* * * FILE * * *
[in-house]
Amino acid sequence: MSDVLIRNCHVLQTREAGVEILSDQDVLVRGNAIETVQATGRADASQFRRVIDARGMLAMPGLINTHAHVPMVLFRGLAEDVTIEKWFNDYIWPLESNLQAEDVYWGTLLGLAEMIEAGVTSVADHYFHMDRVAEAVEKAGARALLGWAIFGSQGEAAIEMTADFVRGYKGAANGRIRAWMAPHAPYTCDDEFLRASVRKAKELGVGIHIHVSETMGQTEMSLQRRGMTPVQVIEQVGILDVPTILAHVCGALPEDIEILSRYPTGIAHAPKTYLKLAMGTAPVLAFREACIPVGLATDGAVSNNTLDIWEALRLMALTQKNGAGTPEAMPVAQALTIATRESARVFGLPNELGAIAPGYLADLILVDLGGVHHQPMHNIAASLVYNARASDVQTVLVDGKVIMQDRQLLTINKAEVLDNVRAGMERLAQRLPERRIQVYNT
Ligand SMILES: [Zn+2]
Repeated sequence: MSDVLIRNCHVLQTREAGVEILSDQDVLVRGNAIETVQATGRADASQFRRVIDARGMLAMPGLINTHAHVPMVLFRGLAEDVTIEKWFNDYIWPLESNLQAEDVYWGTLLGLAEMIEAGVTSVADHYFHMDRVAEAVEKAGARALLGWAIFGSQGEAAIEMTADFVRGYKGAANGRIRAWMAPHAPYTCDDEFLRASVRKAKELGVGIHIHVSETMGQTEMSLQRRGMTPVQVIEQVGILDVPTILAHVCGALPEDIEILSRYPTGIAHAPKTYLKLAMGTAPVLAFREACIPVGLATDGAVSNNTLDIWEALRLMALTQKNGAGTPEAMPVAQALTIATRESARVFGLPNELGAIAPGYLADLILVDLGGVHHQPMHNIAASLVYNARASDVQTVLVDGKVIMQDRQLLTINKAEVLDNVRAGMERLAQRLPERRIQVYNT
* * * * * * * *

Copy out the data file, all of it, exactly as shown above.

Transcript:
[in-house]
Amino acid sequence: MSDVLIRNCHVLQTREAGVEILSDQDVLVRGNAIETVQATGRADASQFRRVIDARGMLAMPGLINTHAHVPMVLFRGLAEDVTIEKWFNDYIWPLESNLQAEDVYWGTLLGLAEMIEAGVTSVADHYFHMDRVAEAVEKAGARALLGWAIFGSQGEAAIEMTADFVRGYKGAANGRIRAWMAPHAPYTCDDEFLRASVRKAKELGVGIHIHVSETMGQTEMSLQRRGMTPVQVIEQVGILDVPTILAHVCGALPEDIEILSRYPTGIAHAPKTYLKLAMGTAPVLAFREACIPVGLATDGAVSNNTLDIWEALRLMALTQKNGAGTPEAMPVAQALTIATRESARVFGLPNELGAIAPGYLADLILVDLGGVHHQPMHNIAASLVYNARASDVQTVLVDGKVIMQDRQLLTINKAEVLDNVRAGMERLAQRLPERRIQVYNT
Ligand SMILES: [Zn+2]
Repeated sequence: MSDVLIRNCHVLQTREAGVEILSDQDVLVRGNAIETVQATGRADASQFRRVIDARGMLAMPGLINTHAHVPMVLFRGLAEDVTIEKWFNDYIWPLESNLQAEDVYWGTLLGLAEMIEAGVTSVADHYFHMDRVAEAVEKAGARALLGWAIFGSQGEAAIEMTADFVRGYKGAANGRIRAWMAPHAPYTCDDEFLRASVRKAKELGVGIHIHVSETMGQTEMSLQRRGMTPVQVIEQVGILDVPTILAHVCGALPEDIEILSRYPTGIAHAPKTYLKLAMGTAPVLAFREACIPVGLATDGAVSNNTLDIWEALRLMALTQKNGAGTPEAMPVAQALTIATRESARVFGLPNELGAIAPGYLADLILVDLGGVHHQPMHNIAASLVYNARASDVQTVLVDGKVIMQDRQLLTINKAEVLDNVRAGMERLAQRLPERRIQVYNT